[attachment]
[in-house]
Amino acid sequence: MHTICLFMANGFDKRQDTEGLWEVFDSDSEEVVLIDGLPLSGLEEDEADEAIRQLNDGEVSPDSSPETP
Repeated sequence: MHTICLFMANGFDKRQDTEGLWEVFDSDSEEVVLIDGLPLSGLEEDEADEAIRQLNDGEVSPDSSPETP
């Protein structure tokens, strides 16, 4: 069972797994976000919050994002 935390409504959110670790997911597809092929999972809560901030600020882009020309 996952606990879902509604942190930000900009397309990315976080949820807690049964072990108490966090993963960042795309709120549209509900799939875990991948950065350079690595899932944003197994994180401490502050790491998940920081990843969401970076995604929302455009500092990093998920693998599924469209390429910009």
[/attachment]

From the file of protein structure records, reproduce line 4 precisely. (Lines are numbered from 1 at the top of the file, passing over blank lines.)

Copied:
């Protein structure tokens, strides 16, 4: 069972797994976000919050994002 935390409504959110670790997911597809092929999972809560901030600020882009020309 996952606990879902509604942190930000900009397309990315976080949820807690049964072990108490966090993963960042795309709120549209509900799939875990991948950065350079690595899932944003197994994180401490502050790491998940920081990843969401970076995604929302455009500092990093998920693998599924469209390429910009």